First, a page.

Questions for Class on 22 March 2007

Sugrue:  The Origins of the Urban Crisis

Study Questions by Linda Noble


A Site to visit:

Excerpts from Sugrue’s 1998 talk with the Free Press



Chapter 1: “Arsenal of Democracy”

1.1. What were the conditions of the manufacturing industry and employment opportunities for African Americans in Detroit during World War II?

1.2. By the 1940s, what were the bases for residential segregation?

1.3 In Sugrue’s argument, what were the main causes of racial inequality in Detroit?


Chapter 2: “Detroit's Time Bomb”: Race and Housing in the 1940s

 2.1 What role did Homeowners, Private Institutional Practices, Government Policies and Programs play in the residential segregation faced by black Americans migrating from the south?

2.2.What does the term “rat belt” refer to? (p. 37)

2.3 What was the self-perpetuating cycle of ghettoization? (p. 55)

2.4. What was the significance of the Sojourner Truth housing project?

2.5. How did the 1949 mayoral election between Edwards and Cobo reveal the conflict between the politics of home and the workplace?



Ch 3: "The Coffin of Peace": The Containment of Public Housing

3.1. New Deal liberalism set the framework for public housing. The passage of the Wagner-Steagall Housing Act provided for the construction of public housing under the United States Housing Authority and in 1949 Congress and the Truman administration reaffirmed the goal in the Taft-Ellender-Wagner Act. Were public housing advocates successful in the developing racially integrated public housing?


Ch 4: "The Meanest & Dirtiest Jobs": The Structures of Employment Discrimination

 4.1.  What factors shaped discrimination practices in the workplace?


Ch 5: "The Damning Mark of False Prosperities": The Deindustrialization of Detroit

 5.1. Detroit’s deindustrialization created massive unemployment and economic stress. Sugrue argues that African Americans faced the largest impact of this deindustrialization. He writes, “in the motor vehicle industry, the black-white gap was great with 19.7 percent of Blacks out of work and 5.8 percent of whites” (p. 144). What caused changes in the conditions of employment in the manufacturing industry by the early 1960s?

5.2 Was automation a grim reaper of jobs?

5.3 Why didn’t Detroit reduce its tax base to lure companies?


Ch 6: "Forget about Your Inalienable Right to Work": Responses to Industrial Decline and Discrimination

 6.1. Sugrue states, “There was a trend against a structural understanding of poverty and unemployment." (p. 156) Unemployment can be framed as a “structural” problem or the result of individuals' deficiencies. Compare these two perspectives.



Ch 7: Class, Status and Residency: The Changing Geography of Black Detroit

 7.1. What was the purpose of "restrictive covenants?"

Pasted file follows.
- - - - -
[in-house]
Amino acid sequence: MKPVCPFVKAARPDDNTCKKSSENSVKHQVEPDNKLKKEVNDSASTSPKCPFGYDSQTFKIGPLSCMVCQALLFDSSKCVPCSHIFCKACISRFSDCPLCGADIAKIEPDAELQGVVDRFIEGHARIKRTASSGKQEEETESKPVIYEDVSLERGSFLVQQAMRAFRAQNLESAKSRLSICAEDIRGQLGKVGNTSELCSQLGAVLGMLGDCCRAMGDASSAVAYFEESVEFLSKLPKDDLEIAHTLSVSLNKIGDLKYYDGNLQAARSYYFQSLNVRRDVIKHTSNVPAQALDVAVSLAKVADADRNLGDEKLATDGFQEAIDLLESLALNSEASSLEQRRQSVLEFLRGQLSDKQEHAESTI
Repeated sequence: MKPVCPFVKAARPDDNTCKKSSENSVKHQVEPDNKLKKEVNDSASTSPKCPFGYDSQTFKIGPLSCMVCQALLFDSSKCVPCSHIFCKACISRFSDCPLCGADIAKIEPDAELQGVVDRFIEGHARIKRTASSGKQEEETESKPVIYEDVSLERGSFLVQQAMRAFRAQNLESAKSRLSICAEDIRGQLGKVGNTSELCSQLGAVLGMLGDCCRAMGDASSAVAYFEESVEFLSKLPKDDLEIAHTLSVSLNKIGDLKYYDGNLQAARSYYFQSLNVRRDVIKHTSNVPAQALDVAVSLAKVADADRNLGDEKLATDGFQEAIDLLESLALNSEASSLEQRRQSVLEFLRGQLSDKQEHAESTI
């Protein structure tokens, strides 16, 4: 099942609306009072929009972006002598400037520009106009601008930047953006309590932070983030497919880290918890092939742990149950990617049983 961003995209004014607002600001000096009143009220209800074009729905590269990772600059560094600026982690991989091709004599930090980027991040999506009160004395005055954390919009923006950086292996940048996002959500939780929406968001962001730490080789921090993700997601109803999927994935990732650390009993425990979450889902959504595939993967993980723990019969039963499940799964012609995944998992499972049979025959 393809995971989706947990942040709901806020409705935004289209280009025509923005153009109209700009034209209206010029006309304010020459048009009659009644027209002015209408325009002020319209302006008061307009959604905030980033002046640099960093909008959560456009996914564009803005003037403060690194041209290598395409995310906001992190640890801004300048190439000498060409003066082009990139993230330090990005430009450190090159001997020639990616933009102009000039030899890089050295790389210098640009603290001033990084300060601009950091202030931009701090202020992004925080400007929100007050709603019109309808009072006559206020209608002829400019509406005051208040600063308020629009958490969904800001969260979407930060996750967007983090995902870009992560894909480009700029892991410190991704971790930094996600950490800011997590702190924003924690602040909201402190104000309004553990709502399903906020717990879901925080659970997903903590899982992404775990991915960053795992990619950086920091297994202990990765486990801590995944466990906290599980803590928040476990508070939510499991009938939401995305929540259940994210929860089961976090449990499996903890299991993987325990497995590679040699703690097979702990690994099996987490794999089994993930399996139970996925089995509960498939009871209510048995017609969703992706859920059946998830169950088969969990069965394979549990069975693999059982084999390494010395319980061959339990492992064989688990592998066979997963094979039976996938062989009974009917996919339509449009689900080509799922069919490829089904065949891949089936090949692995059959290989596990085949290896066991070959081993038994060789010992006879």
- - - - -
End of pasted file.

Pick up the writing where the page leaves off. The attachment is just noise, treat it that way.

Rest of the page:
7.2. What was the mixed reaction to of the Shelley v. Kramer (1948), Supreme Court's decision, declaring restrictive covenants unenforceable?

7.3. How and why did the real estate agents encourage white flight?


Ch 8: "Homeowners' Rights": White Resistance and the Rise of Antiliberalism

8.1. How did Homeowners' associations react to open housing?

8.2. Sugrue states, “The ghetto is not simply a physical construct, but also an ideological construct? Urban space became a metaphor for perceived racial differences?” (p. 229) How accurate is this description? What were conditions like in Paradise Valley?


Ch 9: "United Communities are Impregnable": Violence and the Color Line

9.1. What does Sugrue mean by "defended" versus "undefended" neighborhoods?

9.2. What is the function of the “cognitive map?” Sugrue describes? (p. 233)

9.3. What was the violence against black pioneers, whites who sold to blacks, real estate people who dealt with blacks?

9.4. Sugrue writes, "The desire and ability to move without the right to move is refined slavery (p. 258)." What actions did women and teens take to participate in this violence?



Sugrue’s case study of Detroit's postwar urban crisis describes the conditions of poverty and racial discrimination in urban communities. He argues that the urban crisis is the result of two problems, first, capitalism generates economic inequality and secondly, African Americans have disproportionately borne the impact of that inequality.

10.1. Given the social and economic changes in the postwar period, that made the context of Detroit’s 1967 riot differ from the 1943 riot, does Sugrue make a convincing argument that the urban crisis was not just the result of a post riot panic in 1967?

10.2. Were education, job training and youth programs an adequate response to deindustrialization and discrimination?

10.3. Discuss the strengths and weaknesses of Sugrue’s case study approach.

10.4. What are the implications of Sugrue’s work for public policy?